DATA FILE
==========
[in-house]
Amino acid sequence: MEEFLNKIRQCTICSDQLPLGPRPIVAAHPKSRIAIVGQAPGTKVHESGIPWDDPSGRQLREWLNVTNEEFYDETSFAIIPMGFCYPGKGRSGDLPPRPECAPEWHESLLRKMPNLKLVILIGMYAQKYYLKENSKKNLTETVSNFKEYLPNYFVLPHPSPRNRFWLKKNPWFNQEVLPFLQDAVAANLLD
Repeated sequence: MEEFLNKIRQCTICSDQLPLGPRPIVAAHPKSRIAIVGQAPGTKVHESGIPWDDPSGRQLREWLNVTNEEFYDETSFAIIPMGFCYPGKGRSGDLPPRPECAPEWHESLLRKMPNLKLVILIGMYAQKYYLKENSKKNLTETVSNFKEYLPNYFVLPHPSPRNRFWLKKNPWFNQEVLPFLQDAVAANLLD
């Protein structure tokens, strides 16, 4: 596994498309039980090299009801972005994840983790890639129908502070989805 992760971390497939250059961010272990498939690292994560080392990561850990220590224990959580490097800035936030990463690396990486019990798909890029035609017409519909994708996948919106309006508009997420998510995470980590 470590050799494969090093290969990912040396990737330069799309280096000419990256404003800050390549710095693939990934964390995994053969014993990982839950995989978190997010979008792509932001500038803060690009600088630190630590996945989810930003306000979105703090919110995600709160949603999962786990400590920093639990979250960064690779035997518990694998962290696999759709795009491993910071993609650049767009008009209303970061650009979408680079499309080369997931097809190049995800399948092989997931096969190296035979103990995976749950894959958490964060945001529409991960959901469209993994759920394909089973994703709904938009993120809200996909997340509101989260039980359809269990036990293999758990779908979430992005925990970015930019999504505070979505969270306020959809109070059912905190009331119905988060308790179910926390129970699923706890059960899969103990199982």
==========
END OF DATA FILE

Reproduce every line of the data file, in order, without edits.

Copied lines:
[in-house]
Amino acid sequence: MEEFLNKIRQCTICSDQLPLGPRPIVAAHPKSRIAIVGQAPGTKVHESGIPWDDPSGRQLREWLNVTNEEFYDETSFAIIPMGFCYPGKGRSGDLPPRPECAPEWHESLLRKMPNLKLVILIGMYAQKYYLKENSKKNLTETVSNFKEYLPNYFVLPHPSPRNRFWLKKNPWFNQEVLPFLQDAVAANLLD
Repeated sequence: MEEFLNKIRQCTICSDQLPLGPRPIVAAHPKSRIAIVGQAPGTKVHESGIPWDDPSGRQLREWLNVTNEEFYDETSFAIIPMGFCYPGKGRSGDLPPRPECAPEWHESLLRKMPNLKLVILIGMYAQKYYLKENSKKNLTETVSNFKEYLPNYFVLPHPSPRNRFWLKKNPWFNQEVLPFLQDAVAANLLD
């Protein structure tokens, strides 16, 4: 596994498309039980090299009801972005994840983790890639129908502070989805 992760971390497939250059961010272990498939690292994560080392990561850990220590224990959580490097800035936030990463690396990486019990798909890029035609017409519909994708996948919106309006508009997420998510995470980590 470590050799494969090093290969990912040396990737330069799309280096000419990256404003800050390549710095693939990934964390995994053969014993990982839950995989978190997010979008792509932001500038803060690009600088630190630590996945989810930003306000979105703090919110995600709160949603999962786990400590920093639990979250960064690779035997518990694998962290696999759709795009491993910071993609650049767009008009209303970061650009979408680079499309080369997931097809190049995800399948092989997931096969190296035979103990995976749950894959958490964060945001529409991960959901469209993994759920394909089973994703709904938009993120809200996909997340509101989260039980359809269990036990293999758990779908979430992005925990970015930019999504505070979505969270306020959809109070059912905190009331119905988060308790179910926390129970699923706890059960899969103990199982």